Electric automobile maker Tesla Inc. has won approval from the Virginia Department of Motor Vehicles for its plans to open three new stores in Virginia.
The California-based maker of battery-powered cars filed an application to the DMV in January to open three stores in the Charlottesville, Norfolk and Arlington areas.
In a decision issued Tuesday, Virginia DMV Commissioner Richard D. Holcomb said Tesla is eligible under state law to open those stores, despite a law generally prohibiting manufacturers from owning dealerships. The company still must get a license issued by the Motor Vehicle Dealer Board.
The ruling was condemned on Thursday by the president of the Virginia Automobiles Dealers Association, a powerful trade group of independent dealers, though he said the group is not planning a legal challenge.
The new stores would add to Tesla’s present store locations in Henrico County and two in Northern Virginia, but the company has not said when it plans to open the new locations or announced any specific sites in those markets.
Through a spokesman, Tesla declined to comment.
Tesla’s move to open retail sites in Virginia has been controversial. Under state law, automobile manufacturers must sell their cars through independent franchise dealerships, except when there is no dealership available in a community to offer a manufacturer’s cars “in a manner consistent with the public interest.”
Tesla, whose CEO is tech industry tycoon Elon Musk, has contended that no franchise dealers can profitably operate under its direct-to-consumer, fixed-price business model in a manner consistent with the public interest.
The Virginia Automobile Dealers Association, a trade group for independent dealers, had opposed Tesla’s previous attempts to open its own stores in the state, including one that opened at 9850 W. Broad St. in western Henrico in 2017.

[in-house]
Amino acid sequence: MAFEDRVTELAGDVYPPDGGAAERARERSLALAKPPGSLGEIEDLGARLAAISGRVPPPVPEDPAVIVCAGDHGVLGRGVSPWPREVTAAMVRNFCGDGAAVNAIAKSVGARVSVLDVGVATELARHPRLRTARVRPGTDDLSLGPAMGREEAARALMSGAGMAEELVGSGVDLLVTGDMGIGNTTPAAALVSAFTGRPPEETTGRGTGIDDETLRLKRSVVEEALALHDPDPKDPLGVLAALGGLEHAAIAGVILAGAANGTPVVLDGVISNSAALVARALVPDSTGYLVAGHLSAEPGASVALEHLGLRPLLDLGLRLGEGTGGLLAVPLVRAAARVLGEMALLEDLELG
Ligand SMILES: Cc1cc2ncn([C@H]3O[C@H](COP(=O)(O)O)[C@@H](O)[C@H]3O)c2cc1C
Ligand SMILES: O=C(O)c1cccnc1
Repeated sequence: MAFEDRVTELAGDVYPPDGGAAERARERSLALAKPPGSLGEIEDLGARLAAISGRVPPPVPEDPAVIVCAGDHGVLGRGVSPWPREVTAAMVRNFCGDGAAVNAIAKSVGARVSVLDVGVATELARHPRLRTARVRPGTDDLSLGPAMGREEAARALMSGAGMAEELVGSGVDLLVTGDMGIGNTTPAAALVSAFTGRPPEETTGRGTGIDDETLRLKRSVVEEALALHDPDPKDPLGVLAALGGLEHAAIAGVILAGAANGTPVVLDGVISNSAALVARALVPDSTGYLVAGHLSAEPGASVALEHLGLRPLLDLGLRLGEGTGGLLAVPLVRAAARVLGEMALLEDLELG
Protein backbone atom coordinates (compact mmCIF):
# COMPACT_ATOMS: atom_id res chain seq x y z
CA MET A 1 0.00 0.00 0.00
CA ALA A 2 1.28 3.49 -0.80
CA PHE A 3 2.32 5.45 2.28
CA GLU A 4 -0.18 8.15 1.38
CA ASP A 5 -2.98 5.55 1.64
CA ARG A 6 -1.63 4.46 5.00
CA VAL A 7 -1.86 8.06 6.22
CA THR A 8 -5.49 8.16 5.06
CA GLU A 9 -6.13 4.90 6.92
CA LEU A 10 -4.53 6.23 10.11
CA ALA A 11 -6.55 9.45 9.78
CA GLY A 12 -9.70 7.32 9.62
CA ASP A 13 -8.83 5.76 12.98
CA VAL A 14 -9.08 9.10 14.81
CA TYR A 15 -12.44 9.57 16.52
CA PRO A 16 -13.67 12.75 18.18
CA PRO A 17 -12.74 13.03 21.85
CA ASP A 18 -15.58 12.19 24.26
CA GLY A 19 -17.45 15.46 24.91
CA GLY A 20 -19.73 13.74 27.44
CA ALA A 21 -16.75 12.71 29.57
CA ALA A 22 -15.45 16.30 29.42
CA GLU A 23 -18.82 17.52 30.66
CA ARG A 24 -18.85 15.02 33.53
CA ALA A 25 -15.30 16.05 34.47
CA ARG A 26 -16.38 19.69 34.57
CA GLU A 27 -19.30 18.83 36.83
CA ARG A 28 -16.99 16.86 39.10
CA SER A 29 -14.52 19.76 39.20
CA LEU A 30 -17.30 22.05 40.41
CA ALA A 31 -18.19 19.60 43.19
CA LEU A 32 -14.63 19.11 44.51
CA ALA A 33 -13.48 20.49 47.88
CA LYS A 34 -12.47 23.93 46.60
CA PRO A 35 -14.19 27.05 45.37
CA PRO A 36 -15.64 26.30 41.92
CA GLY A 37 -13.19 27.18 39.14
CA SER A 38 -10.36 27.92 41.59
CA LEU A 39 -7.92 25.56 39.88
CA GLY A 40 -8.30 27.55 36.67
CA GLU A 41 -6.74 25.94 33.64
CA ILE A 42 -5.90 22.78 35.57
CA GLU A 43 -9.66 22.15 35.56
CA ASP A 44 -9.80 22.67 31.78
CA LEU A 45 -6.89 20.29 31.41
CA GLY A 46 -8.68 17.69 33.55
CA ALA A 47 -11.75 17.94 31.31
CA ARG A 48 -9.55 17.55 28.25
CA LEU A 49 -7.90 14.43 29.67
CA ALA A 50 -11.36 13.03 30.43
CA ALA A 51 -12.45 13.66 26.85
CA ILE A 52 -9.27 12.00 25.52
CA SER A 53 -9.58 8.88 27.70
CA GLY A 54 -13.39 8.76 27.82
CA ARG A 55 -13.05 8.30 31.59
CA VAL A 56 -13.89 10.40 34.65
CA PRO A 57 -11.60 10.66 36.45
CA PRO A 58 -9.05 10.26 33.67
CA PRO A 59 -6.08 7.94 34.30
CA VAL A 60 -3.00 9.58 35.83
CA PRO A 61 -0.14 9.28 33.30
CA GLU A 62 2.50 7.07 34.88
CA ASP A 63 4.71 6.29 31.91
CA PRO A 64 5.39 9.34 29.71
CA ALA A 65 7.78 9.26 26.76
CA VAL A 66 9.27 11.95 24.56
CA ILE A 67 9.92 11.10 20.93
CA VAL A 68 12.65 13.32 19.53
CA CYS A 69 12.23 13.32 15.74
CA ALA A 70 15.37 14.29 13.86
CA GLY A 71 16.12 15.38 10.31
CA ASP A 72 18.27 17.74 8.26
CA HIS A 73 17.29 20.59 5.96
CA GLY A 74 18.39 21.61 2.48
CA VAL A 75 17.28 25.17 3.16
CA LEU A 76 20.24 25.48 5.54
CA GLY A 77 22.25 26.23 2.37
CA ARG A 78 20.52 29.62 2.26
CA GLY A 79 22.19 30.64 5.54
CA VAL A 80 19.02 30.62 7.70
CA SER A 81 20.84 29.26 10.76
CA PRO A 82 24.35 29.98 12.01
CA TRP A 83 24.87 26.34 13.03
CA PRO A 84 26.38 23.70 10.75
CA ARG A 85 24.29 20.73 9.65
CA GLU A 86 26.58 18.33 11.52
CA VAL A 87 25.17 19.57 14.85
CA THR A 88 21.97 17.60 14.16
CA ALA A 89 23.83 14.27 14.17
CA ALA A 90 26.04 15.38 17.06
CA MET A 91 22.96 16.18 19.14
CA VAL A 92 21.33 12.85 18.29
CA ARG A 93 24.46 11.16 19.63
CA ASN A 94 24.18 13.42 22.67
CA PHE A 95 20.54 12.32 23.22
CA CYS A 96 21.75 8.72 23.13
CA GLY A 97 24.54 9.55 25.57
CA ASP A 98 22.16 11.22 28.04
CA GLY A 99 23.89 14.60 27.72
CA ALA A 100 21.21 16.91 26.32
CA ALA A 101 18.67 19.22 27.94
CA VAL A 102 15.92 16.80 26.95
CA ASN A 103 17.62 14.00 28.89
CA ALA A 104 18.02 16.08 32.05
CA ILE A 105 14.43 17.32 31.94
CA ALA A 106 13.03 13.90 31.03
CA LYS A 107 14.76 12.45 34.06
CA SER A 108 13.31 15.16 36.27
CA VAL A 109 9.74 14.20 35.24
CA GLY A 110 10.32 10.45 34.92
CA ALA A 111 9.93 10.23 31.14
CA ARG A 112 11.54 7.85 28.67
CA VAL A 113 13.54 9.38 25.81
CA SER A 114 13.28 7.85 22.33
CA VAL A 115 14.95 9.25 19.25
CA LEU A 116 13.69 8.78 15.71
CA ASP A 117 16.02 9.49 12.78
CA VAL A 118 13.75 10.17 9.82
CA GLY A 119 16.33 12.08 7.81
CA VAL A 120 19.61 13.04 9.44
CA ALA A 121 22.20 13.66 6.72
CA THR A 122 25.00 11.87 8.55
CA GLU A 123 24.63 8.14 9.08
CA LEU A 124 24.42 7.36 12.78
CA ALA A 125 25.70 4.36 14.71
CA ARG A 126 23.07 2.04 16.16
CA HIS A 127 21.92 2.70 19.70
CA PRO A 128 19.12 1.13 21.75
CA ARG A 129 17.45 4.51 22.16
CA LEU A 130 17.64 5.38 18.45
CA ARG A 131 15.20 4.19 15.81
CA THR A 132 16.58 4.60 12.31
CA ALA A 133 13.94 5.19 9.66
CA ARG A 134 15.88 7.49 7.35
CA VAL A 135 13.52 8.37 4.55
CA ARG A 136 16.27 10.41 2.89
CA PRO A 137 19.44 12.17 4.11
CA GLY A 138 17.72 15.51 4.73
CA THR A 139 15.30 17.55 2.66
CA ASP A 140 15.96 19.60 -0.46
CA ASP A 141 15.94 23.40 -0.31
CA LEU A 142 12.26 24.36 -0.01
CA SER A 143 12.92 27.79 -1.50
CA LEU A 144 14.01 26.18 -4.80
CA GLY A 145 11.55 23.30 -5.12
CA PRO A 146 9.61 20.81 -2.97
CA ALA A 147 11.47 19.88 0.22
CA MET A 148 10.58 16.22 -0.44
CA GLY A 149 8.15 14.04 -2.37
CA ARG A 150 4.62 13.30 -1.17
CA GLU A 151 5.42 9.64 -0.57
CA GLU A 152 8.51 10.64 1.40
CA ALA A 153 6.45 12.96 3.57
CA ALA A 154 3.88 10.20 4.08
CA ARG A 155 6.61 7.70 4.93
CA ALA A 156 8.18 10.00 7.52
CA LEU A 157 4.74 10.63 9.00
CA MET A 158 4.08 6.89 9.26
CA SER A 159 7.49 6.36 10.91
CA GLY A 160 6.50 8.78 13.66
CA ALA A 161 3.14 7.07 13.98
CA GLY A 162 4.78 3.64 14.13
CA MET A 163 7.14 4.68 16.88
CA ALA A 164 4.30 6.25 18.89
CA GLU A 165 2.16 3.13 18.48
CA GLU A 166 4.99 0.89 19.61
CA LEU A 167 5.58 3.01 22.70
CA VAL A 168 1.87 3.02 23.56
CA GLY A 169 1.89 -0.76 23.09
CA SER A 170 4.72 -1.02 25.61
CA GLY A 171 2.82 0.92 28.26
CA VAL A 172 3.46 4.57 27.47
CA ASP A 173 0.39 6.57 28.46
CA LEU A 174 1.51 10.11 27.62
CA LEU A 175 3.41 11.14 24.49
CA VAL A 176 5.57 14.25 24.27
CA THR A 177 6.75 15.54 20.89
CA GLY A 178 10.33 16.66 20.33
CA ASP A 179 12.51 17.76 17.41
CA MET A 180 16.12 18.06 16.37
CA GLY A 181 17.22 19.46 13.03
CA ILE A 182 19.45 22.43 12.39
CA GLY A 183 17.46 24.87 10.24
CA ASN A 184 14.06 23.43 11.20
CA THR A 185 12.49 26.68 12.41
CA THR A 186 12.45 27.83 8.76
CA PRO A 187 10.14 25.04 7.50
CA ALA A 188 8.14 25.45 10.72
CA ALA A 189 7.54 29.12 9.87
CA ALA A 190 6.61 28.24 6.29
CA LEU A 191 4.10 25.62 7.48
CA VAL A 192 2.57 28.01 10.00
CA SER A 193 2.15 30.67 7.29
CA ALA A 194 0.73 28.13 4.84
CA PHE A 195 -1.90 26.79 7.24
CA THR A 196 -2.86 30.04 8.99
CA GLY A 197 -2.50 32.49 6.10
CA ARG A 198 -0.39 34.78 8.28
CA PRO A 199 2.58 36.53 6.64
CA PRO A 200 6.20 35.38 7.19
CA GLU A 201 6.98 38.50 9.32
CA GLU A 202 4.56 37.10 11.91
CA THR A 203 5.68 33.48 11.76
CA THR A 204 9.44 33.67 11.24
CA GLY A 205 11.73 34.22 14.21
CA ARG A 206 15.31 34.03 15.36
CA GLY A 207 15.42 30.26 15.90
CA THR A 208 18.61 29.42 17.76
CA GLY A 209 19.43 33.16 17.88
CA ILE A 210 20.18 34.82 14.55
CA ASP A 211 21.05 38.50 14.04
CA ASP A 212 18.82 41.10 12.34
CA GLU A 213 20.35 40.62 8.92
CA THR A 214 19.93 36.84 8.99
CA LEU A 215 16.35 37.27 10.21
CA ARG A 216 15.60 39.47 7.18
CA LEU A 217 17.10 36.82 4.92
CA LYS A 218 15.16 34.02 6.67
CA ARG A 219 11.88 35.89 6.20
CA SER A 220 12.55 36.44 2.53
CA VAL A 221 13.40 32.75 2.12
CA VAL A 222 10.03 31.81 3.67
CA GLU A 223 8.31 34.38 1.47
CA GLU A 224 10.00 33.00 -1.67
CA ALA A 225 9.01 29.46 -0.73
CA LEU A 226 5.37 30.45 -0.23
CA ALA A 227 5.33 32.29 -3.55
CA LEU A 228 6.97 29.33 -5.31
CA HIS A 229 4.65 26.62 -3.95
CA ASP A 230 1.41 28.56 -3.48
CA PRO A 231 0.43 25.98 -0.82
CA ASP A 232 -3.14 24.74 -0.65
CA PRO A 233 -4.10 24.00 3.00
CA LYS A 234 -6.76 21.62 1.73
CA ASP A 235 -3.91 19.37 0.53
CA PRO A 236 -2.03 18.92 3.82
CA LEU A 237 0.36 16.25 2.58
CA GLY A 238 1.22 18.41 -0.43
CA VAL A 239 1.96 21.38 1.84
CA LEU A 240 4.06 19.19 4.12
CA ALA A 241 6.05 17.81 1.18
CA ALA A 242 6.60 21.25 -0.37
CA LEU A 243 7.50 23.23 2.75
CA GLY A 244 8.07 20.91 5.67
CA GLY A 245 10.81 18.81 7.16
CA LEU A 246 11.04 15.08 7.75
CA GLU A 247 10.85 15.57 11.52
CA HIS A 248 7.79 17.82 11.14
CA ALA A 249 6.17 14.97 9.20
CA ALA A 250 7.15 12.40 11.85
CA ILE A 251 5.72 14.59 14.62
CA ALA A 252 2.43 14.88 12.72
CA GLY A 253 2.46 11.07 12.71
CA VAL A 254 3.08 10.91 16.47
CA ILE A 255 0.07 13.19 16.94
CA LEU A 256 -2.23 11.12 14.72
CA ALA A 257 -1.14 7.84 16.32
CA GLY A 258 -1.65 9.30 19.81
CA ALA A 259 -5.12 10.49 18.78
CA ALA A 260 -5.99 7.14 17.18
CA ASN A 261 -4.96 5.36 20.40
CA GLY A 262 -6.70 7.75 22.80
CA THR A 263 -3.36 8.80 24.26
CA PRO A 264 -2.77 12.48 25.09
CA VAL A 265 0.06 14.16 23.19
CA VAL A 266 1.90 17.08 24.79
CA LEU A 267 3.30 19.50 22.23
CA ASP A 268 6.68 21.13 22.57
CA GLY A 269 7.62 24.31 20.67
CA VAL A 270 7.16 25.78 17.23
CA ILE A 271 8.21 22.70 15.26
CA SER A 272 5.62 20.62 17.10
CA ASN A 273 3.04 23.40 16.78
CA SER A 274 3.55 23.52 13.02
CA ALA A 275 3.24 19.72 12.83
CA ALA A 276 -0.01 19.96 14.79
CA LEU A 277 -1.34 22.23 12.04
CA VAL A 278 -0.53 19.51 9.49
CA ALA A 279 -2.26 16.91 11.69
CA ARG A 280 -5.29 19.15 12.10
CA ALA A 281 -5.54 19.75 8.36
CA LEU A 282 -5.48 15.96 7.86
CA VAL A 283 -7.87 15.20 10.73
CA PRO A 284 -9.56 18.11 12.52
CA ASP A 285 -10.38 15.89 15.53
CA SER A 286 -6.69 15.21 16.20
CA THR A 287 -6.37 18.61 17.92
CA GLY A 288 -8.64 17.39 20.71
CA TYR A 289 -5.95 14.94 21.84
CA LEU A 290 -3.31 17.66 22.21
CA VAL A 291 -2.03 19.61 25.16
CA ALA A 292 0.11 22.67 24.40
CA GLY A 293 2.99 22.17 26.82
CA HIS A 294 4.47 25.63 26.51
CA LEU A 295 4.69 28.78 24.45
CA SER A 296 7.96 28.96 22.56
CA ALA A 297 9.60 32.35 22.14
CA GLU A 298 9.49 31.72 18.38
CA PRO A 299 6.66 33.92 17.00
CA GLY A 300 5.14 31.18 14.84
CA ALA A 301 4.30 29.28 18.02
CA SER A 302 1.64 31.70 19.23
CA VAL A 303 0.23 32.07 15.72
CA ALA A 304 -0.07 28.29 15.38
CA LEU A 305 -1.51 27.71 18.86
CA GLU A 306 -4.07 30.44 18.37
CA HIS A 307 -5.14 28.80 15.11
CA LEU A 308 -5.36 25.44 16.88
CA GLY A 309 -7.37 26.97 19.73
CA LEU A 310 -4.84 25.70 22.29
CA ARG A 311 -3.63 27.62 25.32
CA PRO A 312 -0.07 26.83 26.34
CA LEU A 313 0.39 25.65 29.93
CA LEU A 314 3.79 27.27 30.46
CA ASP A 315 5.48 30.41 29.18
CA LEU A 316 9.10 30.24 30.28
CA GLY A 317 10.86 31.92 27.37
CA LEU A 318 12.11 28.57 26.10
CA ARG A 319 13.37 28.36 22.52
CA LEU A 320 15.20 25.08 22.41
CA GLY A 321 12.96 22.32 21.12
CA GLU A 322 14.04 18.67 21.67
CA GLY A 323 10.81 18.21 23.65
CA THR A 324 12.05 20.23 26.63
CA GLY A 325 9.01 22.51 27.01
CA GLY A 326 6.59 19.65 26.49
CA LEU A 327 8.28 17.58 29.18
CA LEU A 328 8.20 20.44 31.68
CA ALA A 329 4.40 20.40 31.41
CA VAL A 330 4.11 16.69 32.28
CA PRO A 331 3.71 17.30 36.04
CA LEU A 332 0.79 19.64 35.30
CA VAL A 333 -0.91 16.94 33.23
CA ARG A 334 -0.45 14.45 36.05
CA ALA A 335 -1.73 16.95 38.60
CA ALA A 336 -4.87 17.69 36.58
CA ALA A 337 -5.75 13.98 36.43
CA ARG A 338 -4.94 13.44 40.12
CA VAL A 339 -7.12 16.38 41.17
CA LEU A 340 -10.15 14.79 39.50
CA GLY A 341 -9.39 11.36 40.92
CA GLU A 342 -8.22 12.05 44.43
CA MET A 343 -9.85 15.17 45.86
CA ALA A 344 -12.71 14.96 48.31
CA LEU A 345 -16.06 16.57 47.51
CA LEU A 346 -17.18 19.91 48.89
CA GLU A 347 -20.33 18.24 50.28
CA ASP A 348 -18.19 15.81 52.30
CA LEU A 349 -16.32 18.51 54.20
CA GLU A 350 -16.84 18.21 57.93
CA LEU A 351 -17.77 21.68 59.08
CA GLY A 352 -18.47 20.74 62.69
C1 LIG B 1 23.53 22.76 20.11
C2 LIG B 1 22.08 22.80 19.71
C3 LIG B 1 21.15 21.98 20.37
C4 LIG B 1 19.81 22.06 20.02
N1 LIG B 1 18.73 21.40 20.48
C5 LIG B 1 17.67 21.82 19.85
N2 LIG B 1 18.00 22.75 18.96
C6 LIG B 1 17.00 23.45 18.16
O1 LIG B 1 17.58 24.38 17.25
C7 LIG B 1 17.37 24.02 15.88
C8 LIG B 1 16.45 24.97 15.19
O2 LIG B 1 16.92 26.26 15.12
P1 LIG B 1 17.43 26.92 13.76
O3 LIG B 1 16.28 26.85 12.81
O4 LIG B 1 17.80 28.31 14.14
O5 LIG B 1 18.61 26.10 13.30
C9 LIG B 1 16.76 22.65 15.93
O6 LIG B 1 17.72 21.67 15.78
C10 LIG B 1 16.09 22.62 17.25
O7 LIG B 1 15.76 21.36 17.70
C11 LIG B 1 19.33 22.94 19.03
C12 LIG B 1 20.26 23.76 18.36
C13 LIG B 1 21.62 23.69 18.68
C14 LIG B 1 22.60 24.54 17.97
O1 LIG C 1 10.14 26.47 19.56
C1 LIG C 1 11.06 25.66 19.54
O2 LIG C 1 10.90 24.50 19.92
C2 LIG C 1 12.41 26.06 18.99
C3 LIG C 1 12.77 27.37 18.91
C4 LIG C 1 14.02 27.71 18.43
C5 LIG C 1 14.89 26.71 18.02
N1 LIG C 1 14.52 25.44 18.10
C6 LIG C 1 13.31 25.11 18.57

The trade group did not formally oppose Tesla’s application for the latest planned stores, but two dealerships in the Charlottesville area did notify the DMV that they believed they could own and operate a Tesla franchise.
In his decision, Holcomb said evidence presented at a hearing in March indicated that the two dealerships in Charlottesville region would need to change Tesla’s business model in order to sell its cars profitably.
Holcomb also said “members of the public and public officials,” in the Charlottesville, Arlington and Norfolk areas have expressed support for the Tesla stores.
“Much of that support revolves around the fact that Tesla’s business model is unique and outside the traditional model of motor vehicle dealerships in Virginia,” Holcomb wrote in the decision.
If Tesla were precluded from opening the stores, “prospective and existing Tesla customers would need to travel great distances to the stores located in Fairfax or Richmond ... or Raleigh, N.C.,” Holcomb wrote. “Traveling such distances is certainly not in the interest of the retail motor vehicle buyer.”
While the dealers association is not officially challenging Holcomb’s decision, the organization’s president and CEO Don Hall on Thursday slammed the ruling in an interview.
“The decision frankly was not in compliance with the laws of Virginia,” Hall said. “It was an easy way out. I don’t believe the DMV in any way, shape or form carried out its responsibility.”
Instead of fighting the new Tesla stores in a courtroom or on the legislative front, Hall said independent dealers in Virginia are aiming to out-compete Tesla in the marketplace, as more and more manufacturers introduce their own electric vehicles. He said “hundreds” of electric vehicle models will be on the market over the next few years.
“I would say to Mr. Musk and Tesla, enjoy the short ride, because the standard OEMS [auto manufacturers] are coming with electric vehicles, and lots of them are available, and the franchise system that exists today will outsell Tesla by a wide margin,” Hall said.
Holcomb also issued the decision in 2016 that Tesla could operate its own dealership in the Richmond area. The dealers group challenged that decision in court but dropped the fight after an appeals court ultimately held that the trade group lacked standing to challenge the decision.